Explicating the role of sexual coercion and vulnerability: Alcohol expectancies in rape attributions

Starfelt, Louise C., Young, Ross McD., White, Katherine M., & Palk, Gavan R. (2015) Explicating the role of sexual coercion and vulnerability: Alcohol expectancies in rape attributions. Journal of Interpersonal Violence, 30(11), pp. 1965-1981.

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Despite evidence suggesting that alcohol expectancies may influence people’s rape perceptions, no study to date has measured context-specific expectancies comprehensively. This study represents an initial investigation of the role of sexual coercion and vulnerability alcohol expectancies in young Australian adults’ rape blame attributions. Using a vignette method, it was hypothesised that participants’ stronger expectancy endorsement would predict lesser perpetrator blame and greater victim blame. Participants (N = 210; 34.9% males; 18-25 years) read a hypothetical rape scenario and rated dimensions of blameworthiness attributed to the intoxicated sexual perpetrator and victim. Participants completed the Sexual Coercion and Sexual Vulnerability sub-scales of the Drinking Expectancy Sexual Vulnerabilities Questionnaire for the targets self, men, and women in addition to measures of traditional gender role attitudes and rape myth acceptance. Hierarchical multiple regressions revealed that, as expected, stronger sexual coercion expectancy predicted lower perpetrator blame and greater victim blame. Self-oriented expectancy predicted evaluations of the perpetrator whereas other-oriented expectancy predicted victim evaluations. These effects were robust after controlling for gender role attitudes and rape myth acceptance. Alcohol expectancies appear to be part of a network of beliefs and attitudes which perpetuate biased rape attributions and may be useful to challenge in altering rape perceptions.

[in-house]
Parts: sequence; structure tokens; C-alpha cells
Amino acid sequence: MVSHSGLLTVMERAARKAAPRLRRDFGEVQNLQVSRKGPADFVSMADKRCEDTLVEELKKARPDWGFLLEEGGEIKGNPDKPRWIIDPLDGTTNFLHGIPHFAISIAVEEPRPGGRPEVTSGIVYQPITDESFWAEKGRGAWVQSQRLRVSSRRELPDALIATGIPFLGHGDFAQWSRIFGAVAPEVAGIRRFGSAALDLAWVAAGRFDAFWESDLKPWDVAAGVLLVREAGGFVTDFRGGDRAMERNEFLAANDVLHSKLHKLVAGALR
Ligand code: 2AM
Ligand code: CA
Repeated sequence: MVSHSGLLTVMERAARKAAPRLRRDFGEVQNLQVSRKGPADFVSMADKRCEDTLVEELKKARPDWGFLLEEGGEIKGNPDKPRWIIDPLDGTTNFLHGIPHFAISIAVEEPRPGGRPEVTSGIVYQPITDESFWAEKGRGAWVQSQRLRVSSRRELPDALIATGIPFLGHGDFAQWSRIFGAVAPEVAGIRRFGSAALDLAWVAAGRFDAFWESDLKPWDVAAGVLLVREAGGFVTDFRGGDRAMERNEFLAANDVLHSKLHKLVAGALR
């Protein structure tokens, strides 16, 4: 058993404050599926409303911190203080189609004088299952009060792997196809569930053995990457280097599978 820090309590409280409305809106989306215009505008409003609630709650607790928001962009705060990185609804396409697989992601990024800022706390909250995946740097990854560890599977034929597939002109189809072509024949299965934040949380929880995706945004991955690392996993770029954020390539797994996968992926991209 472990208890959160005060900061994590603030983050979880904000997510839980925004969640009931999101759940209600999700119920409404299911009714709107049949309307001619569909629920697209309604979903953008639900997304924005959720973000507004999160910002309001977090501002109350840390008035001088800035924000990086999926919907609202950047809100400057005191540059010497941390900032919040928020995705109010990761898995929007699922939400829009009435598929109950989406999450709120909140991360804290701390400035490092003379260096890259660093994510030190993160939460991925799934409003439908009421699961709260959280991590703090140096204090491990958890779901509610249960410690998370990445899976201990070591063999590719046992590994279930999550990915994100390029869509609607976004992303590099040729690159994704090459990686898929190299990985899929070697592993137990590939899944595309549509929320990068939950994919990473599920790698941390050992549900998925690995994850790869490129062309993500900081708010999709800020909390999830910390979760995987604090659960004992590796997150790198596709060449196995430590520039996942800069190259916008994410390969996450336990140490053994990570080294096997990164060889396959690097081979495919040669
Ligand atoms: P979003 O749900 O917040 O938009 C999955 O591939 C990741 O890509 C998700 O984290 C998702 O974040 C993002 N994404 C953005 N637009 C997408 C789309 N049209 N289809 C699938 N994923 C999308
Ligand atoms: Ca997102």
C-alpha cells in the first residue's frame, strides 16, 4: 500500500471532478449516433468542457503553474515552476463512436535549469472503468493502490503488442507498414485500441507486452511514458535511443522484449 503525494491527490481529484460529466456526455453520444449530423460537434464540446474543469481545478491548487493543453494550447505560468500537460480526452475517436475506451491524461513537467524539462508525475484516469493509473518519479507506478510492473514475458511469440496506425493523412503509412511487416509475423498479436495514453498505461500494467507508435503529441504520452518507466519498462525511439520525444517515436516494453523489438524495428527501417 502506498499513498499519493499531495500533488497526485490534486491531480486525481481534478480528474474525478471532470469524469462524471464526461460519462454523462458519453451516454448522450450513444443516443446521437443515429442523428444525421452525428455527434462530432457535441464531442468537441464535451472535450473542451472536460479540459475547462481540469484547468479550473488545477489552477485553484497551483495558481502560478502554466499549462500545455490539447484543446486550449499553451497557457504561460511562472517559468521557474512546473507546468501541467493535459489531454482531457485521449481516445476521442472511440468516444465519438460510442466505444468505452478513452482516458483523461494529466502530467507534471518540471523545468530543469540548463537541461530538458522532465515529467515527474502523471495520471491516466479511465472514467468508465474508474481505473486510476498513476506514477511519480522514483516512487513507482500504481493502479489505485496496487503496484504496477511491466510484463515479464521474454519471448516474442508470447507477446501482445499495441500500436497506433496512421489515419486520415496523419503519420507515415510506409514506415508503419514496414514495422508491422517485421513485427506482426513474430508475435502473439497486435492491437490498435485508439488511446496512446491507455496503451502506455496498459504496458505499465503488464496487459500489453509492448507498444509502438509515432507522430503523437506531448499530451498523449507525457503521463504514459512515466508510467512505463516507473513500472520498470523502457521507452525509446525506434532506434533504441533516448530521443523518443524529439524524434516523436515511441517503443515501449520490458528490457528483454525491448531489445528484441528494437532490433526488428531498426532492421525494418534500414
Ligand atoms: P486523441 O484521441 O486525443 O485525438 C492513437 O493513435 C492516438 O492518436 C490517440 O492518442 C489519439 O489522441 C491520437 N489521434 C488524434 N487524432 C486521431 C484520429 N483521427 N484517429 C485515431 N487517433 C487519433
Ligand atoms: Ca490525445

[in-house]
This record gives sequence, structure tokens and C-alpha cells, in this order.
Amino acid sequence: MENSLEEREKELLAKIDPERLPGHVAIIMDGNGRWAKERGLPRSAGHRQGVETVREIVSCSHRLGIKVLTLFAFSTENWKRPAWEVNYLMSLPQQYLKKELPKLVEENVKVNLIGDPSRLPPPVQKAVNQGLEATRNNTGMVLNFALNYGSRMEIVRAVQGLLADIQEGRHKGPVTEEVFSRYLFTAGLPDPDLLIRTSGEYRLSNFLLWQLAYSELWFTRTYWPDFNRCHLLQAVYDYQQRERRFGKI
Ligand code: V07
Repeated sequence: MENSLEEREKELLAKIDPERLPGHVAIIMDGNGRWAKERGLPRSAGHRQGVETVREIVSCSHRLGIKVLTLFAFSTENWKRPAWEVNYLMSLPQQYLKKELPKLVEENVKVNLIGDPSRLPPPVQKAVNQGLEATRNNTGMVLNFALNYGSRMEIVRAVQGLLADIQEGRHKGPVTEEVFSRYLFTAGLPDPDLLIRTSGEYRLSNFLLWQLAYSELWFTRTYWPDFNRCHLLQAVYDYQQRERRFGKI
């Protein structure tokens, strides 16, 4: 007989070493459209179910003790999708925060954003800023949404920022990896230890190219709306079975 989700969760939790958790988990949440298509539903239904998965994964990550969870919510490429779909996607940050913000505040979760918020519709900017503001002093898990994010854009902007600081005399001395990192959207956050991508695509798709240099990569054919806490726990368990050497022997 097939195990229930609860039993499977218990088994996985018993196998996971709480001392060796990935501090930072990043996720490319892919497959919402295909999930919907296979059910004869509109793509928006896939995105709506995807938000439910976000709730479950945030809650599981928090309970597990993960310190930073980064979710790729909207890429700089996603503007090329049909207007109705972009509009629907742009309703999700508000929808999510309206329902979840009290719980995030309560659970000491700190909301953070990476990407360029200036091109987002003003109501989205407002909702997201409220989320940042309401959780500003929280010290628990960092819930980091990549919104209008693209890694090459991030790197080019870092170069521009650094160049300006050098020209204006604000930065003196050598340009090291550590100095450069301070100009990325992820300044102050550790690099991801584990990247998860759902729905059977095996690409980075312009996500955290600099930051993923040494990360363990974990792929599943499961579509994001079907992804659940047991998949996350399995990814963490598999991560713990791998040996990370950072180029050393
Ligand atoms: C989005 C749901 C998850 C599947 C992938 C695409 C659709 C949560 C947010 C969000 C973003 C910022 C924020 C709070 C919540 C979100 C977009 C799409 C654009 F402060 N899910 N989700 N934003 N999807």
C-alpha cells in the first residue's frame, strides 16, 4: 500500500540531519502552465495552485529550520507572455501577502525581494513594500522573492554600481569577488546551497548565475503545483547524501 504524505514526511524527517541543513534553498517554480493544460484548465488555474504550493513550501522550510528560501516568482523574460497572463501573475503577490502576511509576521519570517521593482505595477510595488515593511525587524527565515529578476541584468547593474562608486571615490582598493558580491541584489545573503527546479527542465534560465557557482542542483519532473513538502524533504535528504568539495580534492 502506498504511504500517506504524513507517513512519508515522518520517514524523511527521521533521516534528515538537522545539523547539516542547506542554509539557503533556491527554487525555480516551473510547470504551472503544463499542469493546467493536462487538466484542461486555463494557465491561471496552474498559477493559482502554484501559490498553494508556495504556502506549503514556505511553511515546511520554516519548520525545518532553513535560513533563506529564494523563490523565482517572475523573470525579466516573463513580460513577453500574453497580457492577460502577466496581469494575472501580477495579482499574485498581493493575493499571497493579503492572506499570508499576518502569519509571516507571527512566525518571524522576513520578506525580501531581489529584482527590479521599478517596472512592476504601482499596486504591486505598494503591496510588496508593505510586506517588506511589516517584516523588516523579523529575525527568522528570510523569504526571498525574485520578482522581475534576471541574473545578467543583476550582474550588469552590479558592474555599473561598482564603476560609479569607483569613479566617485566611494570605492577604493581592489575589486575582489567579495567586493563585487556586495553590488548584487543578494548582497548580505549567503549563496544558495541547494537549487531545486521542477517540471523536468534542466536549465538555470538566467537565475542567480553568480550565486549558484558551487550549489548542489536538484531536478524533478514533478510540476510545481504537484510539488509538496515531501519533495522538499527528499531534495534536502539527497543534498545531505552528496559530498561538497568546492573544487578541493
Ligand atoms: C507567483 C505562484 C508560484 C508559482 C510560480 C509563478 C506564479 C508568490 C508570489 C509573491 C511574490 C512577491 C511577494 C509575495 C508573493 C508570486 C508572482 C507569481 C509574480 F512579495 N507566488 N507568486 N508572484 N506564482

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ID Code: 78303
Item Type: Journal Article
Refereed: Yes
Additional Information: Louise Starfelt is the maiden name of Louise Starfelt Sutton
Keywords: Alcohol, Alcohol expectancy, Rape, Attribution, Blame
DOI: 10.1177/0886260514549466
ISSN: 1552-6518
Subjects: Australian and New Zealand Standard Research Classification > PSYCHOLOGY AND COGNITIVE SCIENCES (170000) > PSYCHOLOGY (170100) > Social and Community Psychology (170113)
Divisions: Current > Research Centres > Centre for Accident Research & Road Safety - Qld (CARRS-Q)
Current > QUT Faculties and Divisions > Faculty of Health
Current > Schools > School of Psychology & Counselling
Copyright Owner: Copyright 2014 Sage Publications, Inc.
Deposited On: 03 Nov 2014 02:42
Last Modified: 20 Oct 2016 14:47

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